Giant bird of prey on my hand!

Giant bird of prey on my hand! Baby is unimpressed.

Did I get your attention with that title? Other contenders included “Falconry in County Mayo” and “My Favorite Activity During Ireland Travel,” but both lack the heart-thumping drama necessary. The simple truth is that one of the top things I’d recommend you do on a visit to Ireland is have a terrifying bird of prey land on your hand to eat dead mice. Yum!

Look at that owl's wingspan!

Look at that owl’s wingspan!

The spot we chose for this madness was Ireland’s School of Falconry, the oldest established training site in Ireland for hunting with birds of prey. You’ll find the school in the town of Cong, County Mayo, nestled within lush green woods. It was conveniently close to the fancy hotel near Ashford Castle where we stopped during our Ireland road trip, so five minutes after eating breakfast, we were knocking at the door.

Colin was a pro at falconry!

Colin was a pro at falconry!

At Ireland’s School of Falconry, a friendly guide will greet you, brimming with passion for meat-eating birds. Ours was clad in an outfit straight out of Robin Hood, and I sputtered to her, “I’m glad you love hawks so much, but I’m not touching one!” The guide kindly informed me that there was no way I would leave without having a giant bird land on my hand. I clutched our traveling baby to my chest and scoffed, “HAH!” The guide replied, “We’ll see.”

Our fearless falconry guide with a gorgeous owl.

Our fearless falconry guide with a gorgeous owl.

Sure enough, not an hour had passed before I was donning a thick leather glove and clutching a piece of mouse meat. The hawk hurtled towards me, and let’s see what happened:

Oh my gosh! It's hurtling towards me!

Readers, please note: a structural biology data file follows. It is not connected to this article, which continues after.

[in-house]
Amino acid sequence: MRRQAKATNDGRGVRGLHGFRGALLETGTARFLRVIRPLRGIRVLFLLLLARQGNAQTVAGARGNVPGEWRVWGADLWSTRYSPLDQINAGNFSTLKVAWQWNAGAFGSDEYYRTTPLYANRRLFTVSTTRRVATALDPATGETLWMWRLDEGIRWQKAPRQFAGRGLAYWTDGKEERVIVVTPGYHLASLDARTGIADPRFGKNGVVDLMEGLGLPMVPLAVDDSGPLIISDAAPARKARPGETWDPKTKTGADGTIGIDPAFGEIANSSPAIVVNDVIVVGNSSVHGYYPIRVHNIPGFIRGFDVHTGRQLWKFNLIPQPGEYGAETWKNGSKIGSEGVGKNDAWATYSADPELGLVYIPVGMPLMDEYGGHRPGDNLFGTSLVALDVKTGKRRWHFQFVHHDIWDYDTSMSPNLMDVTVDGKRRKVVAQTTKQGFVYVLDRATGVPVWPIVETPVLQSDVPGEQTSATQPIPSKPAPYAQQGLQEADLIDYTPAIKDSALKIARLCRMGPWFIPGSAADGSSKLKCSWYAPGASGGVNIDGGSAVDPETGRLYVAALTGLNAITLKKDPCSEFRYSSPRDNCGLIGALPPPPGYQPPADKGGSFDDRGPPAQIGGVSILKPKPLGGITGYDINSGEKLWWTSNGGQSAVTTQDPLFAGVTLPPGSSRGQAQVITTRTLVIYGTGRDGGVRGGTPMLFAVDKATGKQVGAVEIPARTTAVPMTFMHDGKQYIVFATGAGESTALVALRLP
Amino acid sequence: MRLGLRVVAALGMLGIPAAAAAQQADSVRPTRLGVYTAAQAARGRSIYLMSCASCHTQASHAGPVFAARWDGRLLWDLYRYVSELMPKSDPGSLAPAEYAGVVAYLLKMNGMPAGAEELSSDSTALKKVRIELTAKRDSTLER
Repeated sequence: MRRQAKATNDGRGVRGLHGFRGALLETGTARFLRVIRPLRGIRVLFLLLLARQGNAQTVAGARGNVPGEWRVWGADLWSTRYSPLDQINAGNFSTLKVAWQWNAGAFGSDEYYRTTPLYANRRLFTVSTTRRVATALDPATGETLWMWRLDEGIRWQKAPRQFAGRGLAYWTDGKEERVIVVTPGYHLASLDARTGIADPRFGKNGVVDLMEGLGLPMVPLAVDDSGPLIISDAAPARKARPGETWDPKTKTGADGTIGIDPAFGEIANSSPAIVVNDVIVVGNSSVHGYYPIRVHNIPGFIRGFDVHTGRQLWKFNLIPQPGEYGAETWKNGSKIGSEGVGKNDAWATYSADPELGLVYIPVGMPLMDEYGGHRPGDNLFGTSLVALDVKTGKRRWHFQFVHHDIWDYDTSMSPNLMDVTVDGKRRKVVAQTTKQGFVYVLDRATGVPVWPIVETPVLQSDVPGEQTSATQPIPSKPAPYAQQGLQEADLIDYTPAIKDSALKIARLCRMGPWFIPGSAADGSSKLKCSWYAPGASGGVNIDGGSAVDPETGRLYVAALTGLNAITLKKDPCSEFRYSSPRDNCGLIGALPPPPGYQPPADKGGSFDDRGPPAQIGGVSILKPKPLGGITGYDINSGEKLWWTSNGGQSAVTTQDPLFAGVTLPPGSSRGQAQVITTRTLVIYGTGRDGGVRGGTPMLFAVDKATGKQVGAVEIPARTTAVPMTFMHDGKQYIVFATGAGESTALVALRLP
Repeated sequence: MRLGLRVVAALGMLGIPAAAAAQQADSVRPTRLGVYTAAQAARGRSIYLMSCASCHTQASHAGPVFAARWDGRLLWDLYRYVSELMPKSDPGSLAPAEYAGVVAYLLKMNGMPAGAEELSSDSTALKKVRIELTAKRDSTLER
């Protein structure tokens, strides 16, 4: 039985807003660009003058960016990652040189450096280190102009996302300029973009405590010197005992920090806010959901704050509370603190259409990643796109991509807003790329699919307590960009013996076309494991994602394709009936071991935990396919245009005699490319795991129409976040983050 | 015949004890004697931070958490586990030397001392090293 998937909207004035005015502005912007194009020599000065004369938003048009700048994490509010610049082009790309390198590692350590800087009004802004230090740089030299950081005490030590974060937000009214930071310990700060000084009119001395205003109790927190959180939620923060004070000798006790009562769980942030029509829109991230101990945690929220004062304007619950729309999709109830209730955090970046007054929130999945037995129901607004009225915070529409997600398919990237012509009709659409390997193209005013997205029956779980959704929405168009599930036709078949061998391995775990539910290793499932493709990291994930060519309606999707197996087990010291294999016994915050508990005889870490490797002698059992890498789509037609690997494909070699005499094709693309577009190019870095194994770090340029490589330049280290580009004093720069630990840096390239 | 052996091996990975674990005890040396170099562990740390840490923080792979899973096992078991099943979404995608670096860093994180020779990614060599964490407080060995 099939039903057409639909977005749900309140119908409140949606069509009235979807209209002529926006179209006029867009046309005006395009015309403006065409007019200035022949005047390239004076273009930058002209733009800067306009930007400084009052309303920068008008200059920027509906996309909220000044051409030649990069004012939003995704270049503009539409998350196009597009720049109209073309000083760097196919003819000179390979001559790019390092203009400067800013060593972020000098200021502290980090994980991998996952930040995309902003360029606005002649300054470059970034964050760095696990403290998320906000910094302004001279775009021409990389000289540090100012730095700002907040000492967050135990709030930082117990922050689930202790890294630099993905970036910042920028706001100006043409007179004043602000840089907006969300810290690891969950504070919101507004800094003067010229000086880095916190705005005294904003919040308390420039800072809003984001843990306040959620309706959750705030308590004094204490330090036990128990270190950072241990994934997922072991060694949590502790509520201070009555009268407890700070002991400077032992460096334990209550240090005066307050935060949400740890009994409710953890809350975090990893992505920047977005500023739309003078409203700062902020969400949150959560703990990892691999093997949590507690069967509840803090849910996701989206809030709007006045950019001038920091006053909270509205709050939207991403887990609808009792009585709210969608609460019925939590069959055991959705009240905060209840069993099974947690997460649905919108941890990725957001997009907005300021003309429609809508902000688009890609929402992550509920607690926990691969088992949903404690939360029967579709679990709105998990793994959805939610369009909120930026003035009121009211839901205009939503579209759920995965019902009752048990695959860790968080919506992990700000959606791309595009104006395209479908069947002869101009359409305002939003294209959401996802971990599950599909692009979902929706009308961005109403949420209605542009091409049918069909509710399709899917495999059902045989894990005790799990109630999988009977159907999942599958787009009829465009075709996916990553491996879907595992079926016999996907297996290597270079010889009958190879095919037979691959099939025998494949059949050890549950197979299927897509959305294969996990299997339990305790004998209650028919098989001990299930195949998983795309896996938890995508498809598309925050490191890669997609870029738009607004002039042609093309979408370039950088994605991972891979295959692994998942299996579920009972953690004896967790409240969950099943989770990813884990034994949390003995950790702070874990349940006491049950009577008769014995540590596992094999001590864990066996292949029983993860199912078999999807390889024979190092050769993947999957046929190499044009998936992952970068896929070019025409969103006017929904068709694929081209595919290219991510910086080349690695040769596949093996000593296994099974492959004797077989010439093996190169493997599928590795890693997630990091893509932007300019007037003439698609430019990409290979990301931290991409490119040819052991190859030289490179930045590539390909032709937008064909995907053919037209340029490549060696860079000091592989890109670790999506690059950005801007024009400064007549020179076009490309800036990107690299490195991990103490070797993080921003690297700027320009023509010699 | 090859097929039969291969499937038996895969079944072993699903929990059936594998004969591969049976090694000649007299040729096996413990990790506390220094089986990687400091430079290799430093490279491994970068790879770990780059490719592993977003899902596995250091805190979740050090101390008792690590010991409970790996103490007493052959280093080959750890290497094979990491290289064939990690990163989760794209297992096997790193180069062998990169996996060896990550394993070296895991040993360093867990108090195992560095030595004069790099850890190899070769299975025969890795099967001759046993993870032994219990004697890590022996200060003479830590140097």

Oh my gosh — the bird is speeding towards me! Remain calm…

Yargh! It's on my hand!

Yargh! It’s on my hand!

Hi there, birdie!

Hi there, birdie!

I didn’t perish! It was exhilarating. Baby Devi seemed cool with the whole experience, too, which was surprising, but mighty convenient for his gleefully falconing parents.

A photo album of the birds as babies, and on hunting trips.

A photo album of the birds as babies, and on hunting trips. So fluffy!

What I loved was that our guide led us to various different environments to practice falconry. This meant we got to see our hawk zip straight ahead in an open field, and then careen between trees in the forest nearby. T’was a beautiful sight.

Doing falconry in the woods was magical.

Doing falconry in the woods was magical.

Meanwhile, I discovered that my husband Colin is a bird whisperer or something. He connected with those winged beasts on such a deep level, I became concerned he would purchase one and train it to dart around our condo fetching Doritos for him at midnight. (This was a valid fear, given that he almost bought an alpaca in Martha’s Vineyard on the grounds that it would be an efficient way to trim our lawn.)

Colin has a special rapport with the birds...

Colin has a special rapport with birds…

Once the hawk had been returned to her perch, out came the owl. I successfully avoided touching that beast after learning that they can be surprisingly aggressive, but Colin couldn’t get enough of holding it and watching it fly around, flexing its sprawling wingspan. Look at those orange eyes! We could barely tear ourselves away to head out to Limerick, but the road called.

Colin was obsessed with the owl, and rightly so.

Colin was obsessed with the owl, and rightly so.

In summary, when visiting Ireland, the Cliffs of Moher, the Burren, and Bunratty Castle are essential to see — that goes without saying. However, don’t overlook the lesser-known attractions like falconry and the Connemara Heritage Centre that are near and dear to the history of Ireland. These earthy experiences really resonate, and create incredible memories! Now if only I’d agreed to let Colin buy a hawk so she could bring me some ice cream right now…

Thanks for the great visit!

Thanks for the great visit, hawks!

So what do you think? Would you try falconry, or have you done it already? Do share! Want more giant bird photos? Click for my article on a birds of prey show in Quebec, Canada.


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